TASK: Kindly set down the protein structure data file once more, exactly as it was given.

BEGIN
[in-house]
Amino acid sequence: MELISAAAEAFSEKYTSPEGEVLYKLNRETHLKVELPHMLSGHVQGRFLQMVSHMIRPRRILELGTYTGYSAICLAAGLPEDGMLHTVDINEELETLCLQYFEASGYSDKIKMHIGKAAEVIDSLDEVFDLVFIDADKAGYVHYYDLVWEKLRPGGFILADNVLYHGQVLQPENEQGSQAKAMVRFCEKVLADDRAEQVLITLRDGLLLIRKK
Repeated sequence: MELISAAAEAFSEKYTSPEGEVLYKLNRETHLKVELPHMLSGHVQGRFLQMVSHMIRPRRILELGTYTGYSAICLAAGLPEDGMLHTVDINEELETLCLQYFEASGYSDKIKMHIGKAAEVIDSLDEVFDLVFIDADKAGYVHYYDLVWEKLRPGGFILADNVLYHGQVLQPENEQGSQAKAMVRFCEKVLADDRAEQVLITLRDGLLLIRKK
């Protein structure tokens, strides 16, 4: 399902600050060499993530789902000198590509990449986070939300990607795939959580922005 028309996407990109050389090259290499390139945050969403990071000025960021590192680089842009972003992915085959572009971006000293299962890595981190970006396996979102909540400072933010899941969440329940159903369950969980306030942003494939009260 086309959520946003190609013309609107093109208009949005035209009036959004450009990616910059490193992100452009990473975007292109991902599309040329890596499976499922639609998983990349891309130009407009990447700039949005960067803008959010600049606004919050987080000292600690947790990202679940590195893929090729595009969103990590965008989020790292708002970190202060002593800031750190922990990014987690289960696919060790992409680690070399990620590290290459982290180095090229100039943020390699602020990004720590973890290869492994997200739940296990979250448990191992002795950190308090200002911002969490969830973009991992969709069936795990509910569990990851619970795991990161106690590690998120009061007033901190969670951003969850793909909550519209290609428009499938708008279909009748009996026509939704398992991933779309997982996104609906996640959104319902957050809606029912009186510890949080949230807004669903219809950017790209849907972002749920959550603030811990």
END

[in-house]
Amino acid sequence: MELISAAAEAFSEKYTSPEGEVLYKLNRETHLKVELPHMLSGHVQGRFLQMVSHMIRPRRILELGTYTGYSAICLAAGLPEDGMLHTVDINEELETLCLQYFEASGYSDKIKMHIGKAAEVIDSLDEVFDLVFIDADKAGYVHYYDLVWEKLRPGGFILADNVLYHGQVLQPENEQGSQAKAMVRFCEKVLADDRAEQVLITLRDGLLLIRKK
Repeated sequence: MELISAAAEAFSEKYTSPEGEVLYKLNRETHLKVELPHMLSGHVQGRFLQMVSHMIRPRRILELGTYTGYSAICLAAGLPEDGMLHTVDINEELETLCLQYFEASGYSDKIKMHIGKAAEVIDSLDEVFDLVFIDADKAGYVHYYDLVWEKLRPGGFILADNVLYHGQVLQPENEQGSQAKAMVRFCEKVLADDRAEQVLITLRDGLLLIRKK
């Protein structure tokens, strides 16, 4: 399902600050060499993530789902000198590509990449986070939300990607795939959580922005 028309996407990109050389090259290499390139945050969403990071000025960021590192680089842009972003992915085959572009971006000293299962890595981190970006396996979102909540400072933010899941969440329940159903369950969980306030942003494939009260 086309959520946003190609013309609107093109208009949005035209009036959004450009990616910059490193992100452009990473975007292109991902599309040329890596499976499922639609998983990349891309130009407009990447700039949005960067803008959010600049606004919050987080000292600690947790990202679940590195893929090729595009969103990590965008989020790292708002970190202060002593800031750190922990990014987690289960696919060790992409680690070399990620590290290459982290180095090229100039943020390699602020990004720590973890290869492994997200739940296990979250448990191992002795950190308090200002911002969490969830973009991992969709069936795990509910569990990851619970795991990161106690590690998120009061007033901190969670951003969850793909909550519209290609428009499938708008279909009748009996026509939704398992991933779309997982996104609906996640959104319902957050809606029912009186510890949080949230807004669903219809950017790209849907972002749920959550603030811990």